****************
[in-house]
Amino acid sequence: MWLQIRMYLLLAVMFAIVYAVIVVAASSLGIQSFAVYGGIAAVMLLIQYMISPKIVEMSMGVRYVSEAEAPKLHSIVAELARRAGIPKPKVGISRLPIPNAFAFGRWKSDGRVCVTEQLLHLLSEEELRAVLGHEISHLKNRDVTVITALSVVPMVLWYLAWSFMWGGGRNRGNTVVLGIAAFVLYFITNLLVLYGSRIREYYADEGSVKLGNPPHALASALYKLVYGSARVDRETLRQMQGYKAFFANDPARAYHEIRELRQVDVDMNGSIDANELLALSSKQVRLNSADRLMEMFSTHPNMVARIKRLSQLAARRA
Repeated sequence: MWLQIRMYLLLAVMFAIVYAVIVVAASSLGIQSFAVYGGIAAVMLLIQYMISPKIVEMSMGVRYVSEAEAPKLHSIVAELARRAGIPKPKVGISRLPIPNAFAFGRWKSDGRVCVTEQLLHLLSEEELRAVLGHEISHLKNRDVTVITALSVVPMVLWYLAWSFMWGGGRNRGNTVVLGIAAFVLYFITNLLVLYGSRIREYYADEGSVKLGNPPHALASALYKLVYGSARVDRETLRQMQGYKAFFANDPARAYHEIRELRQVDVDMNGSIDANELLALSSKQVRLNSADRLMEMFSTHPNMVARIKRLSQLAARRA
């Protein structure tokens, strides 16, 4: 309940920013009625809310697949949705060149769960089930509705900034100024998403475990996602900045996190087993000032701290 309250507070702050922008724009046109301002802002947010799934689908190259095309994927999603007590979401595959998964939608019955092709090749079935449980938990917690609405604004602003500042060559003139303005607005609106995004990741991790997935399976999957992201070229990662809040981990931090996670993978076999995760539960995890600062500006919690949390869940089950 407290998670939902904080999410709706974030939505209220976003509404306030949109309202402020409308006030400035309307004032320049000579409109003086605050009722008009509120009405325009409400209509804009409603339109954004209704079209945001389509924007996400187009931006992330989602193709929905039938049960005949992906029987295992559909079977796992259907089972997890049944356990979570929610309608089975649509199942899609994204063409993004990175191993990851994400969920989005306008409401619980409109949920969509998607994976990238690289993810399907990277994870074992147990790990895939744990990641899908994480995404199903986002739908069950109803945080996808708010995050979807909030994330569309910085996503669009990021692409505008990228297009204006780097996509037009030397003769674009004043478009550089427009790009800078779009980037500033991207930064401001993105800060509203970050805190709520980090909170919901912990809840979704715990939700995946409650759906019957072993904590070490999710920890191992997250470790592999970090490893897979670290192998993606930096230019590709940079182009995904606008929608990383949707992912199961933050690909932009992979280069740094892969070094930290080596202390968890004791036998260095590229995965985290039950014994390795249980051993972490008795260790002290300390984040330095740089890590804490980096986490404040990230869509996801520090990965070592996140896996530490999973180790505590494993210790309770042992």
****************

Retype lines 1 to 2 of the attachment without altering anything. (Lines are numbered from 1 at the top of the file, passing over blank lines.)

[in-house]
Amino acid sequence: MWLQIRMYLLLAVMFAIVYAVIVVAASSLGIQSFAVYGGIAAVMLLIQYMISPKIVEMSMGVRYVSEAEAPKLHSIVAELARRAGIPKPKVGISRLPIPNAFAFGRWKSDGRVCVTEQLLHLLSEEELRAVLGHEISHLKNRDVTVITALSVVPMVLWYLAWSFMWGGGRNRGNTVVLGIAAFVLYFITNLLVLYGSRIREYYADEGSVKLGNPPHALASALYKLVYGSARVDRETLRQMQGYKAFFANDPARAYHEIRELRQVDVDMNGSIDANELLALSSKQVRLNSADRLMEMFSTHPNMVARIKRLSQLAARRA